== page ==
Q2, 2007 Nonfiction Book Suggestions
Page 2 of 2

Author:  Loricat [ Mon Feb 05, 2007 12:25 am ]
Post subject:  Re: Q2, 2007 Nonfiction Book Suggestions

I like the idea of the Capote book -- i've only ever read his short stories, and they're just stunning. (And I recently read To Kill a Mockingbird for the first time...according to the one movie I saw (Capote), Harper Lee was a friend of his.)

Or the James bio. Not the one on Iraq though.

"All beings are the owners of their deeds, the heirs to their deeds."

Loricat's Book Nook
Celebrating the Absurd

Author:  Mr. P [ Mon Feb 05, 2007 9:24 am ]
Post subject:  Re: Q2, 2007 Nonfiction Book Suggestions

The movie was very good.

My daughter is in rehearsal for the role of "Scout" at a local theater group in NJ. She is very excited about getting this role. This is her first dramatic role and we are very proud of her for taking it so seriously.

Mr. P.

I'm not saying it's usual for people to do those things but I(with the permission of God) have raised a dog from the dead and healed many people from all sorts of ailments. - Asana Boditharta (former booktalk troll)

The one thing of which I am positive is that there is much of which to be negative - Mr. P.

What is all this shit about Angels? Have you heard this? 3 out of 4 people believe in Angels. Are you F****** STUPID? Has everybody lost their mind? - George Carlin

I came to kick ass and chew Bubble Gum...and I am all out of Bubble Gum - They Live, Roddy Piper

Edited by: misterpessimistic  at: 2/5/07 9:26 am

Author:  irishrosem [ Mon Feb 05, 2007 9:43 am ]
Post subject:  Re: Q2, 2007 Nonfiction Book Suggestions

Loricat, did you like To Kill a Mockingbird? That's one of those books I've read so many times I can't remember the first time I read it. I'm jealous of people who are first discovering it. I highly recommend the movie if you haven't seen it yet.

Author:  Dissident Heart [ Mon Feb 05, 2007 12:54 pm ]
Post subject:  Re: Q2, 2007 Nonfiction Book Suggestions

Harper Lee's To Kill a Mockingbird, like Jack London's Call of the Wild and White Fang, introduced me to what it means to fall in love with a story and be held in its well as sparking a lifelong companionship with books, libraries, and bookstores.

Gregory Peck's Atticus Finch was the most decent and brave adult I'd ever come into contact with: sensitive, serious, compassionate, courageous, tolerant, attentive, wise, articulate, willing to take an unpopular stand at enormous cost and risk in order to do the right thing, protecting the outsider and outcast.

And what about Robert Duvall as Boo Radley? A long way from Tom Hagen on the Godfather, or Frank Burns on MASH, or Lieutenant Colonel Kilgore on Apocalypse Now or Augustus "Gus" McCrae on Lonesome Dove....and I think Duvall's Gus is a beautiful rendition of the very best of Peck's Atticus.

Has anybody ever considered the influence of Atticus Finch on Mayberry's Andy Taylor?

Author:  irishrosem [ Mon Feb 05, 2007 3:20 pm ]
Post subject:  Re: Q2, 2007 Nonfiction Book Suggestions

Mr. P., congrats to your daughter for landing such a plum role. One of my favorite delivered lines in cinema is Mary Badham's (Scout's) "Hey Boo" at the end of To Kill a Mockingbird. Just an uninvited suggestion, if you don't mind. If she hasn't already seen the movie yet, don't show it to her until after the production. I've found when I directed children their interpretations of characters are more genuine if they aren't mimicking what they've seen before.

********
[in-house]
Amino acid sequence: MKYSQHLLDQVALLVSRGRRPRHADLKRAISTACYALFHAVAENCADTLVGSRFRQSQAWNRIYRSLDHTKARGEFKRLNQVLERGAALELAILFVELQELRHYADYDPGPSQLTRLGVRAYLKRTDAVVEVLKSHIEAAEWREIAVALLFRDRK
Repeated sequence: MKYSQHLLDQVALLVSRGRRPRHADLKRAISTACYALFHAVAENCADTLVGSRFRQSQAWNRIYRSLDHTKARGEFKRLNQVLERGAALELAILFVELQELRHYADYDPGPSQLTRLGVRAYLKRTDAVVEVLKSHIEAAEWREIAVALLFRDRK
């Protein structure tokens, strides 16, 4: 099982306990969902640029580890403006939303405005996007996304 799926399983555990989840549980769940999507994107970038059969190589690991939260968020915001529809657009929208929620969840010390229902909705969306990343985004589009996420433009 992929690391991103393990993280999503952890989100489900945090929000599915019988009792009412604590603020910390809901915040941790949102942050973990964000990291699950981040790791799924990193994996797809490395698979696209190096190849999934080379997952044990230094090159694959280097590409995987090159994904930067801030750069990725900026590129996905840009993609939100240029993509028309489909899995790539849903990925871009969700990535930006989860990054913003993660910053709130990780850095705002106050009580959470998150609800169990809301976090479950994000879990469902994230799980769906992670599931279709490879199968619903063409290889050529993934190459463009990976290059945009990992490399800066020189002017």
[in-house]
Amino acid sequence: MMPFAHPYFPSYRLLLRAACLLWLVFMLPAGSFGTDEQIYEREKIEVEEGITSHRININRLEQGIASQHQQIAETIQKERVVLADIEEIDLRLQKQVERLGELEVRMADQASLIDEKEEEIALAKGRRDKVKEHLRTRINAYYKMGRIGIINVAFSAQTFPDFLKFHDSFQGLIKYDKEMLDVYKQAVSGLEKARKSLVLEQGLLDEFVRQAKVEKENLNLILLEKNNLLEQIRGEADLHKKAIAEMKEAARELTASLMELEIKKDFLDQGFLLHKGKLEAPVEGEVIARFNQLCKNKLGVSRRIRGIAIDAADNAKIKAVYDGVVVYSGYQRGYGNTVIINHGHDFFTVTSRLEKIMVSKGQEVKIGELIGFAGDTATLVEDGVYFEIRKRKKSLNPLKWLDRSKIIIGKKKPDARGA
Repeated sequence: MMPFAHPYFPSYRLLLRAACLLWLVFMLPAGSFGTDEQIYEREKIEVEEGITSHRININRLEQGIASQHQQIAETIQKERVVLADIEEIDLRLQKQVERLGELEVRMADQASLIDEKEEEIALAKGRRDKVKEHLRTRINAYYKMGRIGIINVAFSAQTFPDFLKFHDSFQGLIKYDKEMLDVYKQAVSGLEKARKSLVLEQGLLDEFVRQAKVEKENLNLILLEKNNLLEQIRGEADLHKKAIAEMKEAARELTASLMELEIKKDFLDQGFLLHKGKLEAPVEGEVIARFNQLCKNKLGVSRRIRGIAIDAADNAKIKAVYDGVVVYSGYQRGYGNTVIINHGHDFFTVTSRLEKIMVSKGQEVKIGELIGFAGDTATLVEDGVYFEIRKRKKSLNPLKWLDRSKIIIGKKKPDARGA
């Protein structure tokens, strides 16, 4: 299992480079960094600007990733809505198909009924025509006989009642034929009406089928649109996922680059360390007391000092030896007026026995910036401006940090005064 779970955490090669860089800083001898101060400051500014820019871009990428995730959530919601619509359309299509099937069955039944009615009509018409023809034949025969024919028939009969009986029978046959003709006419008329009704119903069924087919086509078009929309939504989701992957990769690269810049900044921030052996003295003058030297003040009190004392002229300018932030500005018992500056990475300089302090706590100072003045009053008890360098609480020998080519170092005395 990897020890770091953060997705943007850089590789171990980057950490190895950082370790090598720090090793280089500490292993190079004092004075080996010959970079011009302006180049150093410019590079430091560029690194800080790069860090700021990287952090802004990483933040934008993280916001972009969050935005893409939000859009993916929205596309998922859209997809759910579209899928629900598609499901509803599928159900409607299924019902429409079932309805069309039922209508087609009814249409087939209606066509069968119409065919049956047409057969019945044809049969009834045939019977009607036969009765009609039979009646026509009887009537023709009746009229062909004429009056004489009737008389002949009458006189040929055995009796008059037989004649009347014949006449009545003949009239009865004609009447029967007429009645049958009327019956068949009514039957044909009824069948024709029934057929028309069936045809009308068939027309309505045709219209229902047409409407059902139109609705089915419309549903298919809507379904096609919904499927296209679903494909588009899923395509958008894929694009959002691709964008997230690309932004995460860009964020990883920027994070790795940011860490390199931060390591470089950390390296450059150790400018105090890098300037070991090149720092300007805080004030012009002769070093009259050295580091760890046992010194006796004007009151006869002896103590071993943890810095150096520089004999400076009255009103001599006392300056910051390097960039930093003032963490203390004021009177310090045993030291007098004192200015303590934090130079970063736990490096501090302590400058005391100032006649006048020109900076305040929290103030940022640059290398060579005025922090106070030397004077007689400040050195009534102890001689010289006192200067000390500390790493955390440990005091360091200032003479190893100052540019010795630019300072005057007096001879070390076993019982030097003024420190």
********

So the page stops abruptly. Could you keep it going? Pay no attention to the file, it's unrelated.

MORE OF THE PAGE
As for Peck's Atticus, D.H., that's when I first started crushing on father figures. I loved the character when I read the book, but always pictured my own dad in the part. Then when I saw the movie, and Peck is well just yummy, I immediately fell in "crush." To this day I attribute that male/instructor crush to Gregory Peck's Atticus Finch.

I agree about Duvall too; he just melts into any role.

Author:  irishrosem [ Wed Feb 07, 2007 3:23 pm ]
Post subject:  Re: Q2, 2007 Nonfiction Book Suggestions

In the face of rapid and profound changes in gender roles in contemporary western society, men have been left behind. And while women engage in new and ever-growing social and professional circles, men are largely still confined to the same circles as a century ago. Research and writing that explored the resolution of women's new roles have largely ignored their male counterparts.

In 1995, Rebecca Walker compiled essays by some leading women/gender study writers, To Be Real: Telling the Truth and Changing the Face of Feminism. In it writers (both male and female) readdressed and reexamined how their feminist pursuits defined, and perhaps limited, the personal.

Ten years later, Walker has compiled a book by male, and some female, writers who wish to explore the definition of masculine in a similar light. Here is an excerpt from Walker's introduction of What Makes a Man: 22 Writers Imagine the Future:

There is a war being waged on boys, and it starts before they are even born. It is a war against vulnerability, creativity, individuality, and the mysterious unknown. It is a war against tenderness, empathy, grief, fear, longing, and feeling itself. It is a war against wholeness and psychological integration. In its determination to annihilate the authentic self, it is a war against peace.

This war against what is considered feminine that is wounding our sons and brothers, fathers and uncles, is familiar to women, but now we see that it is killing the other half of the planet too. But instead of dying of heartache and botched abortions and breast cancer and sexual trauma and low self-esteem, this half is dying of radiation from modern weaponry, suicidal depression, and a soul-killing obsession with the material. This half is dying of prostate cancer and heart attacks and workaholism and an overwhelming sense of failure, of missing something exceedingly important that they cannot name.

Review from Publishers Weekly:

In this literate essay collection, Walker (Black, White and Jewish) brings together male and female writers to ponder the male figure in its various poses: ill, robust, young, aged, confident, emotionally spent. The result is a book that portrays masculinity as a fluid mosaic, giving added resonance to contributor Caitriona Reed's claim that "the Navajo have at least forty-nine gender designations." Elsewhere humor writer Bruce Stockler, in "No Means No," uses agile diction to portray the frenetic schedule and social stigma attached to being a stay-at-home dad

Author:  Loricat [ Fri Mar 09, 2007 10:26 am ]
Post subject:  Re: econd Chance: Three Presidents and the Crisis of America

Salt by Mark Kurlansky is a very good book -- warps your mind a little, as pretty soon everything is about salt.

I like the sound of the Nurture Assumption and Deep Economy.